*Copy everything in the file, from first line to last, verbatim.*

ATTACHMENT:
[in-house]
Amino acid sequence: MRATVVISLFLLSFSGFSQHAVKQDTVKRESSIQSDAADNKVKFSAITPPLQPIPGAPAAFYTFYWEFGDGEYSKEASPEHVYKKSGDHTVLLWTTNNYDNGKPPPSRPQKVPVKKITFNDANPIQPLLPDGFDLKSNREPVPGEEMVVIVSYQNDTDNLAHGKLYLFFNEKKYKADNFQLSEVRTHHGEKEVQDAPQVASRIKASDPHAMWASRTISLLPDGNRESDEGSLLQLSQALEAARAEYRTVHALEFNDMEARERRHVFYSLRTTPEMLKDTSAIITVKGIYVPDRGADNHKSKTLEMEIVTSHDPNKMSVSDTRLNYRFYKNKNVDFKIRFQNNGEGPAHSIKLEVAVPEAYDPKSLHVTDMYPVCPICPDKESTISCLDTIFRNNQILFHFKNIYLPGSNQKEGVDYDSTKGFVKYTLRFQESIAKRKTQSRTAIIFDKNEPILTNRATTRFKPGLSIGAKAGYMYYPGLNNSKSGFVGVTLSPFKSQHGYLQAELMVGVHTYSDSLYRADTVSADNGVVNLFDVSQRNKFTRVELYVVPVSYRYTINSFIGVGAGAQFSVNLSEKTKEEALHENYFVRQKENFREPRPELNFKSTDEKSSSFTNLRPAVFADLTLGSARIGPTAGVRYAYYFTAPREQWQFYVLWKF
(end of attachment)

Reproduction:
[in-house]
Amino acid sequence: MRATVVISLFLLSFSGFSQHAVKQDTVKRESSIQSDAADNKVKFSAITPPLQPIPGAPAAFYTFYWEFGDGEYSKEASPEHVYKKSGDHTVLLWTTNNYDNGKPPPSRPQKVPVKKITFNDANPIQPLLPDGFDLKSNREPVPGEEMVVIVSYQNDTDNLAHGKLYLFFNEKKYKADNFQLSEVRTHHGEKEVQDAPQVASRIKASDPHAMWASRTISLLPDGNRESDEGSLLQLSQALEAARAEYRTVHALEFNDMEARERRHVFYSLRTTPEMLKDTSAIITVKGIYVPDRGADNHKSKTLEMEIVTSHDPNKMSVSDTRLNYRFYKNKNVDFKIRFQNNGEGPAHSIKLEVAVPEAYDPKSLHVTDMYPVCPICPDKESTISCLDTIFRNNQILFHFKNIYLPGSNQKEGVDYDSTKGFVKYTLRFQESIAKRKTQSRTAIIFDKNEPILTNRATTRFKPGLSIGAKAGYMYYPGLNNSKSGFVGVTLSPFKSQHGYLQAELMVGVHTYSDSLYRADTVSADNGVVNLFDVSQRNKFTRVELYVVPVSYRYTINSFIGVGAGAQFSVNLSEKTKEEALHENYFVRQKENFREPRPELNFKSTDEKSSSFTNLRPAVFADLTLGSARIGPTAGVRYAYYFTAPREQWQFYVLWKF